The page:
But Bombelli graphed the two components and visually confirmed that they converge. And he was primarily an engineer, so he did what any engineer would do: he kludged it. He used a placeholder with special behavior in these situations, following in the footsteps of Cardano, who invented this approach but thought it useless.

Bombelli wrote a book that included the textual description you see in this block, minus the notation with i, which was retro-fitted in the edition I screen cap'd.

Although I've read them, I'm not recommending any books from this period. They predate anything like modern notation, so the exposition is like this — walls of text mixed with drawings.

Although Bombelli's method worked, everybody hated it...

... especially because it seemed to violate existing rules for multiplication. And it just looks a bit arbitrary and magical from the perspective of the time, which was still under Greek influence.

You already know i stand for imaginary, but keep in mind that Descartes coined the term "imaginary number" as an insult to the very idea that such a thing could exist.

But over the next 250 years, because they simplified calculations involving trig, they gained ground. And by the early 1800s...

Argand, Gauss, and Wessel independently figured out that they're special geometric numbers that encode rotations in a 2D plane — which, in fairness, was a concept that didn't exist in Bombelli's time.

Some find this easier to see looking at an illustration showing that with each exponentiation i rotates 90º. Notice how this feels relative to rotation and sign flip in the positive and negative numbers we saw earlier.

Complex numbers represent the biggest jump toward geometric objects we've seen yet. At this stage it gets very hard to pretend these are numbers in the everyday sense. I think this is inevitable. In order to enlist the gymnastics and perspective drawing part of our brain we had to invent multidimensional objects.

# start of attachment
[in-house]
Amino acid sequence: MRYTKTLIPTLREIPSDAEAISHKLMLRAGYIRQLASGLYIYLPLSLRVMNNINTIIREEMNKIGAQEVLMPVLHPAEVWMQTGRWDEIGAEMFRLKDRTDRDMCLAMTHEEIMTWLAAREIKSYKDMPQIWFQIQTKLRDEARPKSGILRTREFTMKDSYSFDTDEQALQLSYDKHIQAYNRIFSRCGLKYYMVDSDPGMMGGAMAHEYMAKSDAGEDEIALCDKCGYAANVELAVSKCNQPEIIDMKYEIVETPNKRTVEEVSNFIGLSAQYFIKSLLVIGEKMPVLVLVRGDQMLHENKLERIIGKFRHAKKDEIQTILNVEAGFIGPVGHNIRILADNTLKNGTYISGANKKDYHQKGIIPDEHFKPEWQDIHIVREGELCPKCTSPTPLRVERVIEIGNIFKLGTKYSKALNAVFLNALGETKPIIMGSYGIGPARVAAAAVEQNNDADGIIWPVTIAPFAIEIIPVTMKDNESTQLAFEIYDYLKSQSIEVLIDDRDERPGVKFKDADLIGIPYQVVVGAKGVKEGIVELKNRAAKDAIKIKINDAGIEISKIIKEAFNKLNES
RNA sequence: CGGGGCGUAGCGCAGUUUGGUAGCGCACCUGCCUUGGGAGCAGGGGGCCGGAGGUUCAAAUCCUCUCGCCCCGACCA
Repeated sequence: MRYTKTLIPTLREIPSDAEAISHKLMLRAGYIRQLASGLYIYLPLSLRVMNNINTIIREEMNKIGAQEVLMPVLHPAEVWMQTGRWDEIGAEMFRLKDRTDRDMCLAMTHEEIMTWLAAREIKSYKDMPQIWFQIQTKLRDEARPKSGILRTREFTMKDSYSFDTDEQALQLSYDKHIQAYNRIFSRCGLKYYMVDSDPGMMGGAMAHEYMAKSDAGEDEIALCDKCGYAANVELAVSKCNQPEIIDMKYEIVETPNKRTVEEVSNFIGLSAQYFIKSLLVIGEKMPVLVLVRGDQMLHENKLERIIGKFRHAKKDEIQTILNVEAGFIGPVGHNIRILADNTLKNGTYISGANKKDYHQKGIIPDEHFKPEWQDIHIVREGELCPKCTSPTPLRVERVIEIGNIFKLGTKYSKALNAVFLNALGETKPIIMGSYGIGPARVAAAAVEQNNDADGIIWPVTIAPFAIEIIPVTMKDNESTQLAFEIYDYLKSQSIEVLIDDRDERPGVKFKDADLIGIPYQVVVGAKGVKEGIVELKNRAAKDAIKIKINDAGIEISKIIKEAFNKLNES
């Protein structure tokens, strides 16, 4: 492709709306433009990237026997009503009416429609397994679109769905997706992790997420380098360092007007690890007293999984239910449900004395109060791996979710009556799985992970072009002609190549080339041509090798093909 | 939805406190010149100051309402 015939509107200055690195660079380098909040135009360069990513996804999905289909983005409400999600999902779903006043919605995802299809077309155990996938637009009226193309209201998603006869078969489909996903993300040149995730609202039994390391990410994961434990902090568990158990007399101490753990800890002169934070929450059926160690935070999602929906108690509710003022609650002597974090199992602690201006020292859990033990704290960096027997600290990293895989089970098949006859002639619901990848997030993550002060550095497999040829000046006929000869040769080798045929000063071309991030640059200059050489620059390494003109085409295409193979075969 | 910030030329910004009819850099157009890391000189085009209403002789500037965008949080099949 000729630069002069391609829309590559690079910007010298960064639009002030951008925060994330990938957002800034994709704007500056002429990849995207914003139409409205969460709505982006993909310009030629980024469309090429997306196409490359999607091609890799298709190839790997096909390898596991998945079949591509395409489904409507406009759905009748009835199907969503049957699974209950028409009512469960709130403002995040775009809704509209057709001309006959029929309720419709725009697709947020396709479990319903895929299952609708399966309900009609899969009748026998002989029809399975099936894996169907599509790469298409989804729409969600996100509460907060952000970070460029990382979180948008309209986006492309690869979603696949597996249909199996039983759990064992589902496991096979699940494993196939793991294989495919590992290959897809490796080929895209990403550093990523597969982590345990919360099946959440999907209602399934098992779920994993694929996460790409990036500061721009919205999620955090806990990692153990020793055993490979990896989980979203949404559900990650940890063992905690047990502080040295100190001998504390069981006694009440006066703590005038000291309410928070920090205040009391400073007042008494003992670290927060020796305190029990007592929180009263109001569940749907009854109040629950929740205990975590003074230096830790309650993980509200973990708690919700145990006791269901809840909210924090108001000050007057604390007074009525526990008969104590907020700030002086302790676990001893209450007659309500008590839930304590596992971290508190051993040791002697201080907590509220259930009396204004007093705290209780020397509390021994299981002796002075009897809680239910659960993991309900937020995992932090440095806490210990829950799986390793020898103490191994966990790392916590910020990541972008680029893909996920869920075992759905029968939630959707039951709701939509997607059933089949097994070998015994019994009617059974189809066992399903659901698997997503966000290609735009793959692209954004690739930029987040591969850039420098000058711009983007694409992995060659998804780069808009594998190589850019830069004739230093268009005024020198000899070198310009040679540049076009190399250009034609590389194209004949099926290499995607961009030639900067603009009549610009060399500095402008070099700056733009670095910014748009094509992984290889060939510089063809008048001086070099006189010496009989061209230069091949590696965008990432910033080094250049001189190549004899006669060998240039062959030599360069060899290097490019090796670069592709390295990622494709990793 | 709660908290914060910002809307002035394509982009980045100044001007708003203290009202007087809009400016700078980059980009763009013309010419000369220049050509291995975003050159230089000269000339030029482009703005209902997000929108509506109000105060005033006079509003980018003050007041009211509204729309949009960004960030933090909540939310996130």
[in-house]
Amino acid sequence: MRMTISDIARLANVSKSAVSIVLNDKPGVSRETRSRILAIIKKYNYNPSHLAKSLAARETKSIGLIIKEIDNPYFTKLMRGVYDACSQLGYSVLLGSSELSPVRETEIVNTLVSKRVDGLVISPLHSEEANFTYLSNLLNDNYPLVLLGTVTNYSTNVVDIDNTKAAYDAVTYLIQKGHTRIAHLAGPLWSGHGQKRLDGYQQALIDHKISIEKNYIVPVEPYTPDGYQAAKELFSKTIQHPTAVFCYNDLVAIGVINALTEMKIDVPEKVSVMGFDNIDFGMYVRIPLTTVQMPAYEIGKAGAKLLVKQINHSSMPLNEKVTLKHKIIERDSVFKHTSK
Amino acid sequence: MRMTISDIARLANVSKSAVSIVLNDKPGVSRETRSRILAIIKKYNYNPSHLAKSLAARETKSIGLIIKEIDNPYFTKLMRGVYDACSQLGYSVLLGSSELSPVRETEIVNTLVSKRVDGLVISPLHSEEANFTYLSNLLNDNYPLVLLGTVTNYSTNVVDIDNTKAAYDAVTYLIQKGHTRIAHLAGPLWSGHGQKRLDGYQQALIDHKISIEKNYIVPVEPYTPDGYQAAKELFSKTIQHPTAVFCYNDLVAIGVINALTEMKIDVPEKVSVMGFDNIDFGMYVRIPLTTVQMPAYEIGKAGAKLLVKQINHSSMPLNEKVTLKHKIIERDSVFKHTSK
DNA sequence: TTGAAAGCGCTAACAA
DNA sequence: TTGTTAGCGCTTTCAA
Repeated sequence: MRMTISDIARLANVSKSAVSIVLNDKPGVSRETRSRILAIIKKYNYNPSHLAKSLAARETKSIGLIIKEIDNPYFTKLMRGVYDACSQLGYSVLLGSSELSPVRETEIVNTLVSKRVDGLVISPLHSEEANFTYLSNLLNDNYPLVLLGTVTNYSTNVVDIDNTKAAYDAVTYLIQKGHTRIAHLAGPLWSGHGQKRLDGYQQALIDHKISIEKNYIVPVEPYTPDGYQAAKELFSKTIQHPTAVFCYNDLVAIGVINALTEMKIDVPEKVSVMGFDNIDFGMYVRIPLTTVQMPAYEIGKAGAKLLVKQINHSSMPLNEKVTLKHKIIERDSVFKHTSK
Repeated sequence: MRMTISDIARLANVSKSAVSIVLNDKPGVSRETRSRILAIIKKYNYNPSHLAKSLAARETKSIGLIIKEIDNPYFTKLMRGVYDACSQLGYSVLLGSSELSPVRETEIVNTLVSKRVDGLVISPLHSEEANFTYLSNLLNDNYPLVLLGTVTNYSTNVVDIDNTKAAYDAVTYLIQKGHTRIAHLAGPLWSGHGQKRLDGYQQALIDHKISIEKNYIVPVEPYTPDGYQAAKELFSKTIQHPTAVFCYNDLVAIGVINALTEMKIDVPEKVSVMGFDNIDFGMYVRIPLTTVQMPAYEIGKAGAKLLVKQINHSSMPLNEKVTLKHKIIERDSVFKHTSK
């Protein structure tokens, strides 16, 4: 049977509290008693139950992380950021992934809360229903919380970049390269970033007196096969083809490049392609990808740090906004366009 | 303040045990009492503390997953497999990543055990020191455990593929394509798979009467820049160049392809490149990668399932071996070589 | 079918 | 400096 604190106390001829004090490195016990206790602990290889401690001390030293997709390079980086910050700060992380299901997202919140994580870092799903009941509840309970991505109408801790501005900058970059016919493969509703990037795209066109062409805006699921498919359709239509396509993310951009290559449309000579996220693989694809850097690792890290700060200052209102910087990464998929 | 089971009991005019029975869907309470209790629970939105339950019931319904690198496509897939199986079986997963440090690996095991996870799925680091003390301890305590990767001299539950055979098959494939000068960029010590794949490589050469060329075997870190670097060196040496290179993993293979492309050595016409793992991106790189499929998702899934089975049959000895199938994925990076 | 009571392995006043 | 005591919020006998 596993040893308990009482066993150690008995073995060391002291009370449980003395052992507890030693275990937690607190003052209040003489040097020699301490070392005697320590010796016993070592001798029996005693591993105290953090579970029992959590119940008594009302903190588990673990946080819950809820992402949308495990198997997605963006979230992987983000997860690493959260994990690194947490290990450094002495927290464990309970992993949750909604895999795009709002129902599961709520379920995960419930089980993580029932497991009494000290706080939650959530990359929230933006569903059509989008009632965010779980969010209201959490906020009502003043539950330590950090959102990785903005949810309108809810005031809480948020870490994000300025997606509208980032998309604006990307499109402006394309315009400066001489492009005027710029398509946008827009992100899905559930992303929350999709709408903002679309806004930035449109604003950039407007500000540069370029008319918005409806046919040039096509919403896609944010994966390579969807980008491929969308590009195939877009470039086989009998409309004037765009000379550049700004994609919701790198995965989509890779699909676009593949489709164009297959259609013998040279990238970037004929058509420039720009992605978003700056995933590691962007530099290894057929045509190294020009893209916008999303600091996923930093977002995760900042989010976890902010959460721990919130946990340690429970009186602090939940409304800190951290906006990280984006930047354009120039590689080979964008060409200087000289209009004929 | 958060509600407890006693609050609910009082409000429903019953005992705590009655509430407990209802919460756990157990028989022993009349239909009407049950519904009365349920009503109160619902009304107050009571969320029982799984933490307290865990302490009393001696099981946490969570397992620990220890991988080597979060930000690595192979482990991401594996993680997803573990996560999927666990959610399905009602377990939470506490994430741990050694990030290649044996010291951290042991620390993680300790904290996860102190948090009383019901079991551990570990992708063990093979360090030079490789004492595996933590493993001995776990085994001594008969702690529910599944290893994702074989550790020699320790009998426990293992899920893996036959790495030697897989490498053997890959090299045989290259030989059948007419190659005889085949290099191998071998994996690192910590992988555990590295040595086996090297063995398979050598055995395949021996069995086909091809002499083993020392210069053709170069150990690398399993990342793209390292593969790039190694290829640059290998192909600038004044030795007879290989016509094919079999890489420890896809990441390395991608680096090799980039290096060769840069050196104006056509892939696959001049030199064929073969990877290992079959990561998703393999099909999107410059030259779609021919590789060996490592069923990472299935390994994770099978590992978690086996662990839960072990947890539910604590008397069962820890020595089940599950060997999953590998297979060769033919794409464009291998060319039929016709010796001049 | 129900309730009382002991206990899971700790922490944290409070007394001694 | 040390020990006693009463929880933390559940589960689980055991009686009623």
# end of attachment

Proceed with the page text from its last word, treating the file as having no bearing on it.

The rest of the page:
We're now up to the mid-1800s. They were what you might call...

The study of what we now call electromagnetism was heating up, and commercial applications were becoming economically important. The internet boom of the day was...

The telegraph came into commercial use by 1840 and submarine telegraph cables were operating by 1850, allowed rapid communication between continents for the first time.

To put this in perspective, it took two and a half months for a letter to get from London to Sydney! The social and economic impact was tremendous, and we're still living through that accelerando.

This is how electrical engineering began. Our computers descend directly from the telegraph and telephone. Claude Shannon's masters thesis — written around 80 years later — laid the blueprint for digital computers by applying Boolean algebra to analog relays in the telephone system.

The people who were working on these problems at the time were...

Almost all mathematicians were physicists and vice versa.

The big problem they faced was coming up with a system for calculations involving 3D space, including rotations. This was especially important for representing the ideas contained in Maxwell's Equations.

The block on the left is what Maxwell actually wrote. The equations on the right encode the same information using the Gibbs/Heaviside system, which is what's taught today. Even if you can't read it, you can recognize that what's on the right is considerably more concise.

The notational system I prefer captures the same relationships like...

... this:

I'll link to an explanation of the reduction that includes all the details, but for this audience I'd like to just give a very gentle introduction to the notation — Geometric Algebra.

These are Hermann Grassmann and William Clifford.

Grassmann was a German high school teacher who invented most of vector algebra as a side quest while studying tidal theory in his spare time. Unfortunately, his writing was as muddy as his ideas were brilliant, so his work made little impact during his lifetime.

Clifford was an English mathematician and astronomer, and one of the few to read and understand Grassmann's work, which he combined with Hamilton's Quaternions. Clifford called the resulting system Geometric Algebra, though many call it Clifford Algebra in his honor.